In 2015, we joined forces with Architecture 00. Together, we enjoy collaborating in a shared environment where strategic, urban and social designers, architects, programmers and economists practice design beyond its traditional borders. 00 work with individuals, governments, corporations and communities to solve problems and anticipate change, and to design successful platforms and places. As a studio it aims to reach beyond the design of objects themselves to the social, economic and environmental systems behind them.

Romford Public Realm

As part of a Transport for London Major Scheme, Studio Weave led a multidisciplinary team through the design phase of public realm improvements around Romford station for the London Borough of Havering.

We worked on the redevelopment of two key routes to and from Romford train station, which had not received investment for a long time, prior to the connection of the Crossrail network planned for 2017. 

The two routes take in the shop-lined Victoria Road to the east and the Battis, a pedestrian route through the railway arches towards a number of key new housing developments to the west.

We began with an extensive engagement programme due to the complex network of stakeholders involved, which gave the project a real momentum. As the design process progressed, we worked with the council to coordinate a significant period of negotiation with local residents and land owners.

When we first encountered Victoria Road and the Battis, both areas were suffering from fundamental logistical problems; our approach was to re-design the public realm so that it not only looked better, but also worked better.

Our proposals for Victoria Road included rationalising car parking, improving the area for local business and pedestrians alike by de-cluttering pavements, improving lighting and visibility of the shop fronts and increasing crossings, as well as introducing more greenery and consistent good quality materials.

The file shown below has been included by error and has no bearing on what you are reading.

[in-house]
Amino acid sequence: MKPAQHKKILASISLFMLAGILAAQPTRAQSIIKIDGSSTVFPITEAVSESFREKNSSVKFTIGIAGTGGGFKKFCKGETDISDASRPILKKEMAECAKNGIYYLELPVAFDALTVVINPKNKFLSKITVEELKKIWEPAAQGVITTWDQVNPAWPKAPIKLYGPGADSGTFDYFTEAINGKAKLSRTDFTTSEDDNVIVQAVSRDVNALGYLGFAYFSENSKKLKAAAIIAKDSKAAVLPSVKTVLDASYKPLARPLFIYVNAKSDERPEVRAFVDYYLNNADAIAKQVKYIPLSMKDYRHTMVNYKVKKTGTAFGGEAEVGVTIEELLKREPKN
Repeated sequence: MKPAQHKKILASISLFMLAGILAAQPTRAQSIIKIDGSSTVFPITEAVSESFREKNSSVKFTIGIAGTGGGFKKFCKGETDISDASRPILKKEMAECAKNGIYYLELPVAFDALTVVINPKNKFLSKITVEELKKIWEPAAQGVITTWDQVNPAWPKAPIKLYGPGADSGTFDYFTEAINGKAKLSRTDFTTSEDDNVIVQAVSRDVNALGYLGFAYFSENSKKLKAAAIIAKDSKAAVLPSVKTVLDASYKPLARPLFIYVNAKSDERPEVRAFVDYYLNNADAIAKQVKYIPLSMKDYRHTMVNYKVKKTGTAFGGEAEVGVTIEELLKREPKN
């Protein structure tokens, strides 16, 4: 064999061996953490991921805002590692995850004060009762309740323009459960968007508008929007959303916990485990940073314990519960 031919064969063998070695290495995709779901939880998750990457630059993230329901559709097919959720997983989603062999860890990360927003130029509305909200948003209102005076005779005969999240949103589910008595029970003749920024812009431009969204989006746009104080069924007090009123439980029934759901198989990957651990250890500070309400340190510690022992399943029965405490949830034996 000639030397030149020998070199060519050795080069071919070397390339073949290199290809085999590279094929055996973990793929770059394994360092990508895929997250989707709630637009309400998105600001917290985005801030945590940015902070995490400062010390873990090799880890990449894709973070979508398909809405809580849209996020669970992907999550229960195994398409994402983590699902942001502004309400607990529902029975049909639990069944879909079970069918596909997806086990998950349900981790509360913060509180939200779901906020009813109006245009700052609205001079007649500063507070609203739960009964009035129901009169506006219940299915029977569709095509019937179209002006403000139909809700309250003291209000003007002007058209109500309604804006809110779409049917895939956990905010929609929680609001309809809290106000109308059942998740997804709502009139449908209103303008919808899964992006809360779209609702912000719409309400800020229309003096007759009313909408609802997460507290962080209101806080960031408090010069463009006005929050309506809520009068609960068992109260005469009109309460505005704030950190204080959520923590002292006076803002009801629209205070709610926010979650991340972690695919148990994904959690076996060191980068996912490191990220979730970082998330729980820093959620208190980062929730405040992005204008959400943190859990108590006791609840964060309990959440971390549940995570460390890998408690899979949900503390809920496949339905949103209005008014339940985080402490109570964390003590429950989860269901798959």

For the Battis, we have sought to enhance the physical environment including a brightly coloured paving pattern pointing the way to the station so as to make the route feel safer and brighter and improve natural surveillance, while at the same time providing the infrastructure for the Battis arches to become an outdoor art gallery.

Following on from our work on the Major Scheme public realm improvements, we have since been involved in the ongoing Crossrail station design as a client advisor for LB Havering.

We set up a project space in one of several empty shops on Victoria Road and transformed it into One Station Parade, a project space that helped to initiate a dialogue between our team and the local community, and offer us a better understanding of their opinions and needs, which could feed into our proposals from the outset.

One Station Parade has been home to a wide variety of artists in residence, workshops and events. 

Painter and poet Robert Aldous secured permission from a number of shops to paint artworks on their shutters creating an immediate improvement...

...masterknitter Clare Sams engaged businesses and customers by teaching them to finger knit and asking them to contribute to her fantastic knitted versions of shop fronts along the street...

...and performance artist Natalie Bays created a Romford version of BBC children’s TV show Swap Shop.

Alongside the residencies, we held a number of other workshops and events to engage including: a social media seminar...

...an exhibition of historic photos; a writing safari where participants explored and wrote about Romford’s hidden River Rom; a craft workshop making safety devices to combat life’s fears; a zine-making workshop for local young people about their favourite places in Romford...

...a participatory sculpture made from locally salvaged materials by artist Rich White; a mosaic workshop interpreting the River Rom...

...and a timber chair-making workshop.  As a celebratory event, we held an exhibition to bring together all that took place at One Station Parade, including converting one of the old storerooms into a mini-cinema to show Natalie’s film.

The final event was a workshop we ran with a local primary school to re-imagine the forecourt area in front of One Station Parade. In programming the space we led the procurement, appointment, briefing, and management of artists, illustrators, graphic designers and other creative practitioners.